The least-expensive of Gigabyte’s USB 3.0-equipped X58A-series, the $200 X58A-UD3R packs enough features to compete with high-end parts, while stealing thunder from its low-cost rivals.
This is, for example, the only sub-$300 board in today’s roundup to use a separate controller for eSATA, freeing up two rear-panel ports where competitors have either a single shared port (ASRock) or none whatsoever (Asus). Yet that controller is just one of three that double the number of SATA drives supported.
Perhaps the X58A-UD3R’s biggest advantage over similarly-priced competitors is its two sets of automatic PCIe lane switches that allow the board to change from dual x16 to quad x8 transfer mode whenever cards are detected in the second and fourth blue slots. But while pathway redirection could allow up to four high-end graphics cards to operate at near-peak performance, slot spacing prevents more than three double-slot cards from being inserted.
Unfortunately, Gigabyte didn’t implement a workaround for the issue we found Asus' competing model. Placing three double-slot graphics card on either product results in the third card hanging a full space beneath the motherboard’s bottom edge. Proper support for that third card consequently requires an eight-slot case, whereas the ATX standard only accounts for seven. While high-end office users might view the X58A-UD3R’s quad-graphics-card ability as the ultimate in multi-monitor display support, gamers are probably better-off using two dual-GPU cards to achieve the best performance possible.
Other layout snags that will affect only a small minority of builders are a floppy header located near the back of the X58A-UD3R’s bottom edge and an Ultra ATA connector also near the front of the bottom edge. Anyone who needs a floppy drive for such ancient tasks as installing Windows XP with AHCI drivers will note that, while long floppy cables do exist, they aren’t exactly pretty. Ultra ATA cables, being far shorter, can become a far greater installation issue for anyone who wants to keep an old optical drive.
Marvell’s 88SE9128 provides the two SATA 6Gb/s ports via a single 5.0 Gb/s PCIe 2.0 interface. These are given the same white color code as the JMB363-controlled SATA 3Gb/s ports next to them, forcing builders to pay careful attention to the labels if they want to be certain their modern drives are plugged into the faster interface. Both controllers also support Ultra ATA, but Gigabyte chose a JMicron part for the X58A-UD3R’s single interface connector.
A full seven expansion slots marks the final “features for the money” triumph for Gigabyte’s X58A-UD3R, but heat sink placement limits the top slot’s card length to a maximum of 3.125”. Though this sounds rather restrictive, we have found several expansion cards that fit.
Gigabyte’s well-designed MB Intelligent Tweaker menu hasn’t changed much over the past two or three product generations, as there’s little room for improvement. Primary clock controls and ratio are found at the top of its main menu, while primary voltage controls are farther down the page.
Various submenus bring up advanced CPU and clock settings
The Advanced DRAM Features menu allows timing adjustments beyond those available in the main menu. Users who would like to access these advanced controls but still keep the timings for all channels grouped together should choose “Quick” mode.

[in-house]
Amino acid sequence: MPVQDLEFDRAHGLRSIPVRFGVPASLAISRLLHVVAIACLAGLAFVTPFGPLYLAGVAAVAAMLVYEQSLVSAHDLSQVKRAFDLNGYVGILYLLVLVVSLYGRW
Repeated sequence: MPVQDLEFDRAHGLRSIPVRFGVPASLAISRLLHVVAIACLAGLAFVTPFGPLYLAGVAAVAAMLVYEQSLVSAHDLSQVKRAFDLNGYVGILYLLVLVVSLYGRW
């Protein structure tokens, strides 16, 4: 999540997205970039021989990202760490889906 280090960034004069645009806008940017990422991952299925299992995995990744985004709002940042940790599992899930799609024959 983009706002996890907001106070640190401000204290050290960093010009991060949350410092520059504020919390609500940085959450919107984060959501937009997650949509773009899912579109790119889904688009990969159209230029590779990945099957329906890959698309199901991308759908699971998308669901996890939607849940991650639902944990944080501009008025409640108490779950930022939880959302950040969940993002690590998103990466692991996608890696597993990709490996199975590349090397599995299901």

We again see the basic four timing controls at the top of the advanced menu, followed by most of the other memory timings experienced tuners occasionally need.
Advanced Voltage Control is also found on a submenu, providing such intricacies as DRAM reference and termination voltage.
Up to eight custom BIOS configurations can be set as user profiles and the motherboard automatically saves three more, just in case an overclocker would like to return to a recent unsaved setting.
Gigabyte’s installation kit is on-par with Asus', with the addition of two feature guides and an Ultra ATA ribbon.
I must be a BYOPC masochist.
I would have liked to see those new ports put to use on these boards...
One thing I haven't seen anywhere though, but would like to, is the overclocking variance added through differing ram capacities. Even though I reached 4ghz on stock vcore, I had to push my QPI to 1.35 to keep the system stable with 6 modules installed. With 4 modules, this was reduced to 1.28, and with 3 it was around 1.24 and with only 2 I could run the QPI volts at 1.2.
Perhaps an idea for an in-depth article at some point in the future Toms?
The next step would be to see how these boards stack up using 6 cores and letting people know what power with 6 cores means using a 1 & a half year old motherboard. Although knowing that 6 cores, USB3.0 and SATA 6.0gb are a long way from being standard, it is by no means premature to have this board as one knows that they will be paying and buying for the long haul! The smartest ones do, and seeing as you guys chose the best parts for the price in terms of quality/performance, the UD3 is a perfect fit for a 5850 or maybe 2!
You should send this article to someone at Intel and maybe they will want to soon follow the way of USB3.0 for their vanilla board! I guess these builds are the new standard for high end or borderline excellent.
The table claims Asus P6X58D-E have Chipset S-ata 6 x SATA 6.0 Gb/s
Should probably be 6 x SATA 3.0 Gb/s...